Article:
Returning gifts may seem a kind act to the receiver but possibly causes hurt to the giver .

Why dud you need to write a list of all you have bought her?

cheneslieges132 Thu 29-Dec-16 11:33:50

My thanks to Annierose, cornergran and Hilltopgran - I have already written to her daughter (which was totally ignored, even though I included a stamped envelope for a potential reply) and there are no mutual friends etc, so I am stumped. I did send a card also - same thing - no reply at all. Four attempts at phone calls all failed. My age is 78 and my lost friend is 73. And the strange thing is that both my lost friend AND her daughter were both Witnesses to my original Will, and my lost friend was entrusted with it for safe-keeping, also the code for my Safe. Reluctantly, I drew up a new Will in November, with new Witnesses, as I was very unsure how things would "pan out" as it stood! Regarding the bouquet of Flowers, according to Interflora she demanded to know who they were from, and then literally threw them back at the delivery girl, who left in tears. So I am no nearer in getting peace of mind. But thank you for your kind concern for me XX

cheneslieges132 Thu 29-Dec-16 11:38:19

To Annibach - I was just curious to see if there was a clue in any of the things on the list, nothing sinister to be read into that. I loved giving her things, and got real joy at seeing how she enjoyed it too. As I tried to explain, she was the sister I never had, and I loved her dearly. I am so worried if she actually IS now suffering Dementia - and I am so far away and cannot help at all.

Anniebach Thu 29-Dec-16 11:58:48

Her daughter is upset too so quite possibly your friend is hurt and not suffering from dementia. Why were you looking for a clue? A clue to what?

Perhaps you just have to accept your friend has ended the friendship , she was hurt by the return of her gift and you have no choice but to accept her decision.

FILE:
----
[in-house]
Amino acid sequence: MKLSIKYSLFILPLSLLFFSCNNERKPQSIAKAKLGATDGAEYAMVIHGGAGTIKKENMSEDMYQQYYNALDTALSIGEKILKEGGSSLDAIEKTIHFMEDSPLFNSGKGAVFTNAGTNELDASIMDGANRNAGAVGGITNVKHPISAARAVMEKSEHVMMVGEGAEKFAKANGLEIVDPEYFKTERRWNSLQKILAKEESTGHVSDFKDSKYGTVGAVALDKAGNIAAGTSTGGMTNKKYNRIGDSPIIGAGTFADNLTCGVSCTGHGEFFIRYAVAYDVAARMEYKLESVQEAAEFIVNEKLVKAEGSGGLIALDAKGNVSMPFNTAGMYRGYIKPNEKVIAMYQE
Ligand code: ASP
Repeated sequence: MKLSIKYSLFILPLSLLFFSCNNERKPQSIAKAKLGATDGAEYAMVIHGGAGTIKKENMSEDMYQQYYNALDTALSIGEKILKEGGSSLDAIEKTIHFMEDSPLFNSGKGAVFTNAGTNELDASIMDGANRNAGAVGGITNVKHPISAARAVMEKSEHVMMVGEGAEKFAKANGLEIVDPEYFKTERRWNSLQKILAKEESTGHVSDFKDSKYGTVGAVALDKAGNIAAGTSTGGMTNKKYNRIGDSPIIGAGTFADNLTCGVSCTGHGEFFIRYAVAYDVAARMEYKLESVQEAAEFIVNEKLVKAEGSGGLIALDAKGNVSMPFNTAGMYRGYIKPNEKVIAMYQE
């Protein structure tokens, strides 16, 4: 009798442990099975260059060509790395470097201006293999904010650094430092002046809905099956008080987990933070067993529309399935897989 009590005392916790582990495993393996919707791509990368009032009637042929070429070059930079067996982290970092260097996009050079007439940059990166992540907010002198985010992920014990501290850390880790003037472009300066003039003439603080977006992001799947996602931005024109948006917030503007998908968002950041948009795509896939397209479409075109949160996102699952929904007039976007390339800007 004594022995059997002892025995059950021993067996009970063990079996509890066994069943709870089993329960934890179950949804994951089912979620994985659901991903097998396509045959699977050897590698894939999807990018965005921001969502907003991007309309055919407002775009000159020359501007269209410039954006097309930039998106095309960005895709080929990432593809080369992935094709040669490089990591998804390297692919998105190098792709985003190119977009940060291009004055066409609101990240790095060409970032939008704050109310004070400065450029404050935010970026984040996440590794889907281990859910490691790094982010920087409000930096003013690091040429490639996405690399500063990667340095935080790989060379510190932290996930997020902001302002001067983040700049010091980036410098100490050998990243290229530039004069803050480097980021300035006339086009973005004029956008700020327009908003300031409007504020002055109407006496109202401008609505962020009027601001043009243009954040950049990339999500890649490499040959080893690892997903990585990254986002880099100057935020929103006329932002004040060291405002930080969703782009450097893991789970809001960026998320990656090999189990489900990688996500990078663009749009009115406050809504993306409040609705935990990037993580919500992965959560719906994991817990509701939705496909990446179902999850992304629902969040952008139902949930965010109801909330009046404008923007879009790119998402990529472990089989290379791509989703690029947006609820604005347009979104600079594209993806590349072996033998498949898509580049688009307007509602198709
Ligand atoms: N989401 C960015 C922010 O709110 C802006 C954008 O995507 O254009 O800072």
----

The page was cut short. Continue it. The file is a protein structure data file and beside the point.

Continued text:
I do feel so sorry you are upset but I do think returning her gift was a mistake ,

FarNorth Thu 29-Dec-16 12:18:12

I think that returning the gift was a mistake, but also it sounds like your friend may be having cognitive problems and that she has become unreasonably upset by it.

The daughter may not be purposely ignoring you but may have no idea what to say, as her mother has taken against you. Or she may have put your letter aside and then forgotten it.

Sadly, I think you need to accept that this is not a personal rejection of you but that your friend has changed and now does not want the friendship.

Elrel Thu 29-Dec-16 12:18:48

If you can't regift easily unwanted presents are always welcome at your favourite charity shop! This is sad and seems so unnecessary, maybe the bouquet was too big.

Elrel Thu 29-Dec-16 12:25:56

OP - I've just noticed two things.
'I treated her so very well'
'I texted her kindly'

Well, no, you are not the person to say these things about yourself!! Think about it!

Thoughtfully posted by Elrel. Do you see what I mean?!

Anniebach Thu 29-Dec-16 12:26:25

Sorry but my sympathy is with the friend , Gift returned then flowers delivered , perhaps she feels patronised telling her she can get her money back for the gift.

goldengirl Thu 29-Dec-16 12:38:01

It might sound harsh, but perhaps it's time to move on and just remember the happier times you had. It must be awfully upsetting for you after being so close but sadly it's happened and understandably you are grieving for your lost friendship. Go with it but also look towards finding something to enjoy as time passes.

DanniRae Thu 29-Dec-16 12:57:06

I feel for your friend - you were the one doing all the gift giving and she had to be the grateful one throughout your friendship. (How pleased were you with your list of all the presents you had given her?? - a strange thing to do anyway). Then she sends you a present - are you pleased? Do you send her a grateful thank you note? Er, No - you say it doesn't fit and you are sending it back so she can get a refund. In my book this is a thoughtless thing to do. Yes, she is maybe over reacting now but you are not without blame. I am sorry if this is not the reply you sought but you did ask!!

Jalima Thu 29-Dec-16 13:05:59

I wonder if she could not cope with the sense of obligation she felt, being showered with gifts, holidays over the years which she could not possibly match; when she did very kindly send a gift it was returned to her as being unsuitable.

ffinnochio Thu 29-Dec-16 13:27:57

Changing of the Will is pertinent to this issue, and the timing.